Warriors Way Kickboxing is class designed to help anyone, whether they suffer from PTSD, other injuries, stress or anxiety.
My name is Terrence Popp, and I am a retired First Sergeant from the U.S. Army with 33 years of service under my belt.
My journey across that span of years was great, thrilling, terrifying and painful. I know that string of words is hard to accept, but there is no one word in the English language that can explain it properly. The character of my service was one of action and front-line exposure to the savage violence that man can inflict upon each other. I was a Green Beret, Airborne Ranger, paratrooper and infantry soldier.
In my time, I have faced the rawest evils of our time and did so looking them dead in the eyes, and for it, I was nearly killed many times. I have two Purple Hearts to show for it and a boat load of pain that I carry forward with every passing day. I have had a hard time transitioning to normal civilian life. It seems strange, but I long to be back in the combat zone, and I wake up almost every night with a panic attack.
I spent a year in Iraq and operated out of the prison Abu-Gerab in 2004. We were shelled three to five times a day for months. Traveling around Baghdad was an experience in driving that makes road rage look like patty cake. Roadside bombs and RPG fire were commonplace, and it was a roadside bomb that came the closest to killing me.
In August 2004, the vehicle I was in was destroyed outside the city of Ramadi. We were hit by a bomb that measured between 60 and 80 kilos. I walked away from it, but the size of the blast was more than my body could take. It took three years to recover, and I was never the same again. I lost my photographic memory and feeling on the left side of my body. My mind was wracked with anxiety, depression and doubt. It took many years to crawl out of the pit of despair that my life had become: divorced, homeless and lost. I had no direction, no compass to navigate by, and a mind that did not work like it once did.
I wish I had known that my life as I had known it was going to die in Iraq. I might not have gone. I say that now, but in reality, I still would have laced up my boots and marched forward anyway. I know no other way. I was born to be a warrior no matter the cost.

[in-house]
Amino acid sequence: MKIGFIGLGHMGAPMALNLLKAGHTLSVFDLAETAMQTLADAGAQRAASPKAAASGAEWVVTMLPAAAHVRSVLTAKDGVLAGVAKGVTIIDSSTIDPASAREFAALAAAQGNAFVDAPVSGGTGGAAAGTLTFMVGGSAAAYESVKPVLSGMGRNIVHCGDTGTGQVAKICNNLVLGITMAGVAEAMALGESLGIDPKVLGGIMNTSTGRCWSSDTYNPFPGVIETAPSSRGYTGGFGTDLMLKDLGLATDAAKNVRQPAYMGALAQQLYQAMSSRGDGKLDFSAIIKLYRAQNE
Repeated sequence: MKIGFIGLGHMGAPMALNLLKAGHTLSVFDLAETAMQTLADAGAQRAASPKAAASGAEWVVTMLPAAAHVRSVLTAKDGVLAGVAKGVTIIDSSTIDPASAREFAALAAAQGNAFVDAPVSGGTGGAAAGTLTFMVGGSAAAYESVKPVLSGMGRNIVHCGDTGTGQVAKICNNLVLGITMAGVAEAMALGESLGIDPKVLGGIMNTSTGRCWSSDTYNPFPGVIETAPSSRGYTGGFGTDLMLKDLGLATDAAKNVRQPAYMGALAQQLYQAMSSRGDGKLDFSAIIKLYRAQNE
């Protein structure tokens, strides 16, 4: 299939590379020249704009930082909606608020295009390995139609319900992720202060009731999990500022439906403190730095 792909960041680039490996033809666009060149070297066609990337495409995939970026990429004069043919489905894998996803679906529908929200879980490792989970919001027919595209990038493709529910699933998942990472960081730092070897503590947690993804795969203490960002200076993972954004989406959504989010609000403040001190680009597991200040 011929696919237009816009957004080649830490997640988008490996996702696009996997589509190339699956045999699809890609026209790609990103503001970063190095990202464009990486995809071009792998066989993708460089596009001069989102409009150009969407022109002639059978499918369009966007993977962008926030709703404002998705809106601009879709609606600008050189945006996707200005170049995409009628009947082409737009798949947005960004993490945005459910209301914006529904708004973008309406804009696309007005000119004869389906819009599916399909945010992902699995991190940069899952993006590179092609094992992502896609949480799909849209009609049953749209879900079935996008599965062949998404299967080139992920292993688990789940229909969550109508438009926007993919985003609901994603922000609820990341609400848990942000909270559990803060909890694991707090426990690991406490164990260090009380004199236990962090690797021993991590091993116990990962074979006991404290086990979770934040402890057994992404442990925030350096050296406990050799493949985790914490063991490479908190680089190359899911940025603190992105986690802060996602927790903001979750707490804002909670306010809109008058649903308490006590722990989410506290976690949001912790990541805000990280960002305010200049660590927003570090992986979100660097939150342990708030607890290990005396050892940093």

I realized I had to find a way forward.
I had been a professional fighter for a few years between wars, and I did it mostly out of boredom. I started going to the gym and hitting the heavy bags. Then I added in the shadow boxing and other drills. I don’t spar anymore, as I dare not risk another head injury. Training in the boxing gym was great. I regained some of what I had lost. I even found myself able to brave traffic again while traveling to Pontiac where the gym is located. And while driving is still very hard for me, but I gut it out to get to the gym.
While working out, all that mattered was the simplicity of the action. My Zen — my inner peace — is the rhythm of hitting the bags and that sweet one-minute rest between rounds is. After a few months, I noticed that peace traveled with me when I left the gym. It was a revelation and epiphany that somehow the workout was healing me.
The owner of the gym suggested I run a class for other students, hoping what helped me can also help them. So, I did.
I have been running a class every Monday at Smash Hit Kickboxing in downtown Pontiac for more than a year now. It’s a class designed to help anyone, whether they suffer from PTSD, other injuries, stress or anxiety. My hope is that this class will provide others with the same respite it has for me.